As I noted yesterday here and at Cato at Liberty on Wednesday, GWU law prof John Banzhaf sent out a press release boasting of having assigned undergrads to lobby for NYC-style soda bans or, alternatively, other ventures in “obesity policy.” Some reactions from Robby Soave at the Daily Caller, Katharine Mangu-Ward at Reason (“I’m gonna guess there aren’t a lot of libertarians in his class”), George Leef at Phi Beta Cons, Center for Consumer Freedom (Banzhaf hoping to stir pot for high-stakes litigation), Jamie Weinstein/Daily Caller (“There are radical Pakistani madrassas that are more intellectually open than Professor Banzhaf’s class sounds,”) and on Twitter from @rogerkimball (“Where’s the outrage?”) and @keepfoodlegal (“Vile. Illegal, too?”) And Prof. Bainbridge:
I wonder what people would say if I made my students write letters to their Congressman supporting Senator Shelby’s Dodd-Frank corrections bills? Actually, I don’t wonder. they’d say I was abusing my power. And they’d be right. Only someone blinded by their own self-righteous arrogance would fail to see the gross impropriety here.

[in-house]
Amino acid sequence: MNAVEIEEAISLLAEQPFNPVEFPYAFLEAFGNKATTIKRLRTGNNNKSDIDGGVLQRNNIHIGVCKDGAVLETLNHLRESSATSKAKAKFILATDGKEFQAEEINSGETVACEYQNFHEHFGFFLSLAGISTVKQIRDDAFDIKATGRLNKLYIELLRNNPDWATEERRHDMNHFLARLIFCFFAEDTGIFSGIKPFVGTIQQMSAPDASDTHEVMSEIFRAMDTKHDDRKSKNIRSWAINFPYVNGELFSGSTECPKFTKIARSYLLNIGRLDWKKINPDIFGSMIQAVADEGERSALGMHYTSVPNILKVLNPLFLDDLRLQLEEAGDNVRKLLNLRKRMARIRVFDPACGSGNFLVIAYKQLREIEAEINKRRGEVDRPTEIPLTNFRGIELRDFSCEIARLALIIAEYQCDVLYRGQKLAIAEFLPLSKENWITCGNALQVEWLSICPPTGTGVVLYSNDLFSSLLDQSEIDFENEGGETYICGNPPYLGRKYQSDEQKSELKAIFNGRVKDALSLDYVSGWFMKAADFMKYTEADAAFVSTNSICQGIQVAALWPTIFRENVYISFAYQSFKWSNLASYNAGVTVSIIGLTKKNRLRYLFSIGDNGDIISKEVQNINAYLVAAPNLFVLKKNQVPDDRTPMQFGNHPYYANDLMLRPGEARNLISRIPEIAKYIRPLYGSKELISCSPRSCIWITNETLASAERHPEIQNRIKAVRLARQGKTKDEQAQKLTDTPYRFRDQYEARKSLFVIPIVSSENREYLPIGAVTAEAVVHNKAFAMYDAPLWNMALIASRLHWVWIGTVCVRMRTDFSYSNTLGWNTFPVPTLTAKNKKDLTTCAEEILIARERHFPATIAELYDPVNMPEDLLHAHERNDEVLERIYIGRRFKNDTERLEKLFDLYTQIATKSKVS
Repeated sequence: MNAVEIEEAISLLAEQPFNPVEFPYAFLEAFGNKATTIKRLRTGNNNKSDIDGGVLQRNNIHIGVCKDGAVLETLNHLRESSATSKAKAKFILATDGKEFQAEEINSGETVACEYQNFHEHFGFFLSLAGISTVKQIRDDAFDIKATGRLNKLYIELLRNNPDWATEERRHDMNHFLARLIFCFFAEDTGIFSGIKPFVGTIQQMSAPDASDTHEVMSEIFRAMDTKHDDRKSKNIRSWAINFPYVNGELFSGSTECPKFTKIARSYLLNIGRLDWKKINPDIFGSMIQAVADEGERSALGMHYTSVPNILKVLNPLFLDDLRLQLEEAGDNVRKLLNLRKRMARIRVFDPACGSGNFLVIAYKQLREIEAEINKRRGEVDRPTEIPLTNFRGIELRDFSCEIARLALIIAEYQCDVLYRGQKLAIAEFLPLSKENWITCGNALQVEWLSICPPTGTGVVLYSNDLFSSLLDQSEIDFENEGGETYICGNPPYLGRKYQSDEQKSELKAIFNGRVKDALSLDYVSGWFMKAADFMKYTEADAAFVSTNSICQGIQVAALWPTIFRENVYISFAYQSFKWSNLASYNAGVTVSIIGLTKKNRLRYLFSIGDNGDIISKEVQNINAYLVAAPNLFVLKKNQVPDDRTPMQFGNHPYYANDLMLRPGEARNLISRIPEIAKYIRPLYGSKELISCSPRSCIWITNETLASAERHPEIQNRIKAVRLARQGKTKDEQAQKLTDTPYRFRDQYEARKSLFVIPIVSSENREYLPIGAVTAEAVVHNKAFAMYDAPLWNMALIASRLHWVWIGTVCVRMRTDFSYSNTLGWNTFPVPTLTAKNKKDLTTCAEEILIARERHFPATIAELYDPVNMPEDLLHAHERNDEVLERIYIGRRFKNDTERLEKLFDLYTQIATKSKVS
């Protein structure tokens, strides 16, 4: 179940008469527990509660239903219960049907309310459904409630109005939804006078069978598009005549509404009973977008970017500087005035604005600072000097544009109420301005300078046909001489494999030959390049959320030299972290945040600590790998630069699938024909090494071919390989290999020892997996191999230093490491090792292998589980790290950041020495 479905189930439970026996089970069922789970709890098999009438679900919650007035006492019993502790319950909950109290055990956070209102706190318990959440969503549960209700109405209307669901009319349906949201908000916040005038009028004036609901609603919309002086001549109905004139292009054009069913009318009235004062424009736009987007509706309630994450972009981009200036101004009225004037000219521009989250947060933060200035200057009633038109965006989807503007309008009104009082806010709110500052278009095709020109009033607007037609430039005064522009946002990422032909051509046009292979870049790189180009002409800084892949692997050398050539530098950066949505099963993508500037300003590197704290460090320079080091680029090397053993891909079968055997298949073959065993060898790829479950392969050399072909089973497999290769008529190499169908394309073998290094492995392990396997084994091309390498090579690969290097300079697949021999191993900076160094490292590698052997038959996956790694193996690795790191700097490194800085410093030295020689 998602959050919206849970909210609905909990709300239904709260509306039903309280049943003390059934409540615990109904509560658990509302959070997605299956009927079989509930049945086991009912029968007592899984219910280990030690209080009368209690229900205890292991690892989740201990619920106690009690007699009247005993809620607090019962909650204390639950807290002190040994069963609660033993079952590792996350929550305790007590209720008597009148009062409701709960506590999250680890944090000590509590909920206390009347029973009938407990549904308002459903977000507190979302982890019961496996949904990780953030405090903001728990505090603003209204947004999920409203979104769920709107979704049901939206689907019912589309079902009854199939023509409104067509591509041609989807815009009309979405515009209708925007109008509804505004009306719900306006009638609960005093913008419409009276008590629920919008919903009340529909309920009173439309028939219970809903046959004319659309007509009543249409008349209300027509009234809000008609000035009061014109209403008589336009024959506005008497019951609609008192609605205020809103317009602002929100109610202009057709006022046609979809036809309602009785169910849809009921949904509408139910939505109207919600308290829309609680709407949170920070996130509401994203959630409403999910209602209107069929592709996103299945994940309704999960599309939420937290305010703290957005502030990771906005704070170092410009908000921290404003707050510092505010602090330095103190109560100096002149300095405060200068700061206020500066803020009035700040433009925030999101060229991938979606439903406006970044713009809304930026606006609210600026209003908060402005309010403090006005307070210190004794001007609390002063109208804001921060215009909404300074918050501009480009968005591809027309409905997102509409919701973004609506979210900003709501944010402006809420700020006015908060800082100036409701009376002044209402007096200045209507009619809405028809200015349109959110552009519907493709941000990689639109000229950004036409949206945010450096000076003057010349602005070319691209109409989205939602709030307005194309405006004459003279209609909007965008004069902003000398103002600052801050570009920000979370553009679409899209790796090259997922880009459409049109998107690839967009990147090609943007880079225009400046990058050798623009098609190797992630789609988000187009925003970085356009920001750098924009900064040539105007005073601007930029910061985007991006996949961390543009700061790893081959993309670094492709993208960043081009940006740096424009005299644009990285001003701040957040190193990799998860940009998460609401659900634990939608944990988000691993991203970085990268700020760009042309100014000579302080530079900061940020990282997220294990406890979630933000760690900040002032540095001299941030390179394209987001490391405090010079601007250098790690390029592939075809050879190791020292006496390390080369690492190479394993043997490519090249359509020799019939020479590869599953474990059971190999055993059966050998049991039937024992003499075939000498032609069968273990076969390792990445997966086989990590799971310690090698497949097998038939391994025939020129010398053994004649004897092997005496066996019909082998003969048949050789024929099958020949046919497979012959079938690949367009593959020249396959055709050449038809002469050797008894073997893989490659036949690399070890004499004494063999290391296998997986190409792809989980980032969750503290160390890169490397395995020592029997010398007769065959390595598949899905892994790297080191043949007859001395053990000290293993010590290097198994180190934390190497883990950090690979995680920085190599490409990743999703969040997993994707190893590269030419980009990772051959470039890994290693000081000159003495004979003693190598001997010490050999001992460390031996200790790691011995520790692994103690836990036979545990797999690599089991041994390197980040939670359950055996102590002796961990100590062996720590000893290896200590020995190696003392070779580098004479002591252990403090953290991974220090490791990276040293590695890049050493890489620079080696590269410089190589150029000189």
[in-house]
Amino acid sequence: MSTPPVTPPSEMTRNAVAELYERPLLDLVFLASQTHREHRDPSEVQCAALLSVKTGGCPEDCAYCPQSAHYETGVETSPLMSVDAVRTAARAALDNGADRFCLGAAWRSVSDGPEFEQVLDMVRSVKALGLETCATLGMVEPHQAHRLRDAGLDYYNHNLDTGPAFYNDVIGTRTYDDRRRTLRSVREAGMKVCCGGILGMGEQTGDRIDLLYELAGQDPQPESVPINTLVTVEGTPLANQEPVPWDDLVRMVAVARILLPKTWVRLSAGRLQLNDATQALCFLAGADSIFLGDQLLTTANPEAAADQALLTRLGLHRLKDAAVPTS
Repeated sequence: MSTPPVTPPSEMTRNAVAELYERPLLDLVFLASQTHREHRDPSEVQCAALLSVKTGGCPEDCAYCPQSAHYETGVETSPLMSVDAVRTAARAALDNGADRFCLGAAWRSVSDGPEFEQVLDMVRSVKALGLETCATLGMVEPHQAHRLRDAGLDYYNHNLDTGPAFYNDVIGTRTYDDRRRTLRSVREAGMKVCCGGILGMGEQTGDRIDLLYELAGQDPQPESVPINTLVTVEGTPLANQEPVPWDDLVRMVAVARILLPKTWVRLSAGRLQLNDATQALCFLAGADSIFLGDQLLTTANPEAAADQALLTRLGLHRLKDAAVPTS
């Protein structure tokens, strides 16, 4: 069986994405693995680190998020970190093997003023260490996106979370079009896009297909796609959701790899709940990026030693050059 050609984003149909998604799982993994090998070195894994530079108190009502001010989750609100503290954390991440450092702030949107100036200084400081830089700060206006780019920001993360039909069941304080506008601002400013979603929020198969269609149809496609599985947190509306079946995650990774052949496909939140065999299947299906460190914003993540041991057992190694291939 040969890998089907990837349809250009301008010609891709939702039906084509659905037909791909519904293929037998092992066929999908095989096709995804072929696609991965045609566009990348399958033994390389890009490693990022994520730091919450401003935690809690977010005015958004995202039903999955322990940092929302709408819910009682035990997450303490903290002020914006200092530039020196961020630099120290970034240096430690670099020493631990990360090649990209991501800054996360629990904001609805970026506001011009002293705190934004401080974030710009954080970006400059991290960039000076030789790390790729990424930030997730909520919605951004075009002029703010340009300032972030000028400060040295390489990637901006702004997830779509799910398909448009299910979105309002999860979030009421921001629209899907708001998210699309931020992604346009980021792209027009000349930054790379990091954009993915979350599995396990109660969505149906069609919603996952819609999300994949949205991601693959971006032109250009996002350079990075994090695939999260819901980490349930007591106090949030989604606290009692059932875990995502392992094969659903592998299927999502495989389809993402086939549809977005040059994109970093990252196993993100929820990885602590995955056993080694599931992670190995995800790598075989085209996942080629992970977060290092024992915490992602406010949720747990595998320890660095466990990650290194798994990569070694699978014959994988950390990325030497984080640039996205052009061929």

Now Banzhaf has sent out another press release, which aside from tossing an inaccurate brickbat or two at my motivations for challenging him, takes care to specify — as his earlier press release did not — that students in the class are free to propose lobbying for at least some deregulatory ideas. The two examples he gives are as follows: “students could also ask legislators to reduce limits on the sale of items from food trucks [or] cut back on unnecessary food-related regulations.” Whether liberty-minded students could actually get course credit for lobbying on behalf of food-related positions that Banzhaf opposes — as distinct from seeking out some subtopic in the field where he happens to agree with them — remains unclear.